Direct Air Capture: Using Machines to Suck CO₂ From the Atmosphere
13 minute read
Updated on Mon Jul 26 2021
Direct air capture (DAC) uses big machines to remove CO₂ straight from the air. When air passes through these machines, the chemicals inside react with CO₂, removing it and allowing the rest of the air to pass through unchanged. The chemicals which remove CO₂ are called a “capture agent”, and have to be separated from the CO₂ afterwards so they can be reused while the carbon dioxide is stored.
We’ve tried to make this work in lots of different ways; some we have given up on, while others are currently still being developed. In this chapter, let’s focus on two of the most promising types of capture agents:
- Liquid solvents
- Solid adsorbents
How do liquid solvents work?
Next, CO₂ must be separated from the potassium compound so that the liquid solvent can be used again to capture more CO₂.
We can do this by using calcium hydroxide (Ca(OH)₂), which separates the carbon from potassium carbonate by reacting with it to form calcium carbonate (CaCO₃, also known as limestone). The limestone can then be broken down to produce a stream of pure CO₂ that can either be stored or used directly.
How do solid adsorbents work?
So liquid solvents are one way to capture CO₂. The other one we mentioned was using ‘solid adsorbents’.
Absorption and adsorption are actually different things! Adsorption is when a thin layer of molecules (in this case CO₂) become stuck to the surface of a solid or liquid (in this case, the solid capture agent). The solid adsorbent, therefore, needs to be a material that CO₂ sticks to easily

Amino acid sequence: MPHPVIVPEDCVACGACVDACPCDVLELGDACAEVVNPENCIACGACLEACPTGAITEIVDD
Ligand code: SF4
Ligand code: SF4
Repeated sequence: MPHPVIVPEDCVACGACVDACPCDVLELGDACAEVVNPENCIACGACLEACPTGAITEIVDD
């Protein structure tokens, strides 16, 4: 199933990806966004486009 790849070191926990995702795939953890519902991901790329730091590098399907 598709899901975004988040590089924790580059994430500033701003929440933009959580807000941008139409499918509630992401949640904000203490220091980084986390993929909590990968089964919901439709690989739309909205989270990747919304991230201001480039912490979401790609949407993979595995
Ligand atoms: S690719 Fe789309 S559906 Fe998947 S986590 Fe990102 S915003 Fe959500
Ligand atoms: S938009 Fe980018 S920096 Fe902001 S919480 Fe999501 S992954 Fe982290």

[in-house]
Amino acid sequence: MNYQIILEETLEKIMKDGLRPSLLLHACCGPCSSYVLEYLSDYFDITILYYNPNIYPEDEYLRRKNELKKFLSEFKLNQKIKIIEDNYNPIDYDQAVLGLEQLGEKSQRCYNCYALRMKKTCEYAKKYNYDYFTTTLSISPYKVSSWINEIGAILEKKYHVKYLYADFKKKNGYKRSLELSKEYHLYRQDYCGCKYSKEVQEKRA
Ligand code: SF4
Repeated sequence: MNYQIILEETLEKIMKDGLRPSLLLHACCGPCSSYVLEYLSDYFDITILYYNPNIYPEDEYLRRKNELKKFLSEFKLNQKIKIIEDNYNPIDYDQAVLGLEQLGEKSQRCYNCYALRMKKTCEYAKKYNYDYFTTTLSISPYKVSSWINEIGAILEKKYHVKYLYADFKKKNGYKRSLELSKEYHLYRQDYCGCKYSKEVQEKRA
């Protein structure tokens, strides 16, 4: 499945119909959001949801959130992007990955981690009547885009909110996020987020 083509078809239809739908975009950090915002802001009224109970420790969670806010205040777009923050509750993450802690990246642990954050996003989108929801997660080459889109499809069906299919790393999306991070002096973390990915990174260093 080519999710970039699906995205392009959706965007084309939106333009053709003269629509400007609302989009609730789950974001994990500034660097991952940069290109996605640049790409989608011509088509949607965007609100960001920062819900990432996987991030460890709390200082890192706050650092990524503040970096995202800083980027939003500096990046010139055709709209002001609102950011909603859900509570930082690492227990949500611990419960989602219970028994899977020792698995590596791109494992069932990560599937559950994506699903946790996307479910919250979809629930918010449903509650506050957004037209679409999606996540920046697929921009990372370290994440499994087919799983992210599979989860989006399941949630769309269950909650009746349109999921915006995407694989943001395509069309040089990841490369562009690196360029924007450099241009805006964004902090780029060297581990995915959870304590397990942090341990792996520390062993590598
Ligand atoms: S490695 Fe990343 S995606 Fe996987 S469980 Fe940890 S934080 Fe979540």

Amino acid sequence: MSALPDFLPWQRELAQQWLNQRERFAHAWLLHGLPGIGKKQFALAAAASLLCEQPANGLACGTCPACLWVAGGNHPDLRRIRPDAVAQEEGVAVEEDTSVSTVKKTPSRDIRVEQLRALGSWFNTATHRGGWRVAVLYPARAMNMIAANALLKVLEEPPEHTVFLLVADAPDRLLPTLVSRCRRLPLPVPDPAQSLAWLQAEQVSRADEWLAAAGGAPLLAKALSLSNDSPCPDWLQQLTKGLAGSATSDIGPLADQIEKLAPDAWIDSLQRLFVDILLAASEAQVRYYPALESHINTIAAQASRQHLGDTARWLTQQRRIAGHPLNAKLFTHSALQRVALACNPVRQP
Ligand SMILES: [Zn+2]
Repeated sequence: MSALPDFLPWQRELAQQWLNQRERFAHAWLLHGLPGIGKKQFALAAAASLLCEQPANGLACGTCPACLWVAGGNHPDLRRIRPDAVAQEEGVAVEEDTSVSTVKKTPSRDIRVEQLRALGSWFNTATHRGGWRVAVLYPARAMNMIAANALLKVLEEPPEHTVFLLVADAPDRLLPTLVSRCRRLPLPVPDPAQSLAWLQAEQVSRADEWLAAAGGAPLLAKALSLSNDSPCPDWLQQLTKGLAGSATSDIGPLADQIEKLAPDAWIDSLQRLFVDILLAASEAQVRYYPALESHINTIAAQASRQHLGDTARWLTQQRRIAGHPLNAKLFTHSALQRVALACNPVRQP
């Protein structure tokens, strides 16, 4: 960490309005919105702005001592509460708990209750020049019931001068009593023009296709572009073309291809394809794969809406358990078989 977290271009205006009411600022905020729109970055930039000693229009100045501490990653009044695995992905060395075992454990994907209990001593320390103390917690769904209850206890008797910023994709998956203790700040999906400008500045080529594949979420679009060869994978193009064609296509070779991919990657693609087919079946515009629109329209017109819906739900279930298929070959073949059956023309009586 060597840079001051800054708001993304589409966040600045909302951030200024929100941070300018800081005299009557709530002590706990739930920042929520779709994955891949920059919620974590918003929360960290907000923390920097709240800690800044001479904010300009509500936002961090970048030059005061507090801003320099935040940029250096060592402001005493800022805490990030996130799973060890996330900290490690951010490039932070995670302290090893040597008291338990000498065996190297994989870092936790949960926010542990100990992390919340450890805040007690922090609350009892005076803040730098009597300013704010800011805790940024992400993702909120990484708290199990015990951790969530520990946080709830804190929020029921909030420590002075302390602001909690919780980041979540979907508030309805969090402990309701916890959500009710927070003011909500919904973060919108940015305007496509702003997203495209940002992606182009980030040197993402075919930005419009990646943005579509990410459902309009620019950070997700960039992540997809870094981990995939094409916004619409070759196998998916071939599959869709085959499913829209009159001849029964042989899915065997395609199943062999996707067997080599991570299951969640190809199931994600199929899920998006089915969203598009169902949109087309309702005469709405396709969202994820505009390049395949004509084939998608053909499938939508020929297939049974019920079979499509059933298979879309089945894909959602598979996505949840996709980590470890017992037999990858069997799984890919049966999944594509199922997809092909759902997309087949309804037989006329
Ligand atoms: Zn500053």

Air is pulled into the collector using a fan until the filter is full of CO₂. Then the collector closes and the temperature increases to 80-100℃, which releases the CO₂ in a concentrated stream that can be stored or used directly.
How do these methods compare?
The removal of CO₂ from potassium and calcium carbonates (K₂CO₃ and CaCO₃) requires high temperatures (and thus a lot of energy). Natural gas, a fossil fuel that itself releases CO₂, is often used to supply this energy, meaning that 50-90% of the CO₂ removed by this form of DAC is re-emitted!
Solid adsorbents need less energy because CO₂ binds less strongly to solids than liquids. This means less energy is needed to separate it into a pure stream. Because it operates at temperatures of around 100℃, free ‘waste heat’ from other facilities can be used to supply these relatively low energy requirements.
Will DAC have environmental impacts?
What else can we do?
Liquid solvents and solid adsorbents are the best-developed methods of DAC at the moment, but there are other methods in development too. These include cryogenic separation and organic membranes. Each of these is at a different stage of development and has different costs and energy requirements.
How much does DAC cost?
It’s tricky to estimate how much a technology will cost before it’s widespread. Estimates for DAC range from $30-1000/tCO₂. The cost depends on the type of DAC, how the captured CO₂ is used and how expensive the equipment is.
Costs for liquid solvents are expected to average between $94 and $232 per tonne of CO₂ captured. Solid adsorption is estimated slightly lower at $86 to $221 per tonne of CO₂. This difference is mostly because liquid solvent DAC needs more energy.
How much CO₂ can DAC remove?
As far as we know, the main limit to how much CO₂ we can remove with DAC this century is the cost of the machines! Carbon storage, unexpected environmental side-effects, and some land requirements may also limit DAC, though it needs far less land than other methods of carbon removal.
DAC is an exciting, if expensive, new technology that might be able to remove large amounts of CO₂ from the atmosphere. But what do we do with the CO₂ once we capture it? In the next chapter, we will look at how captured CO₂ can be transported and stored.Next Chapter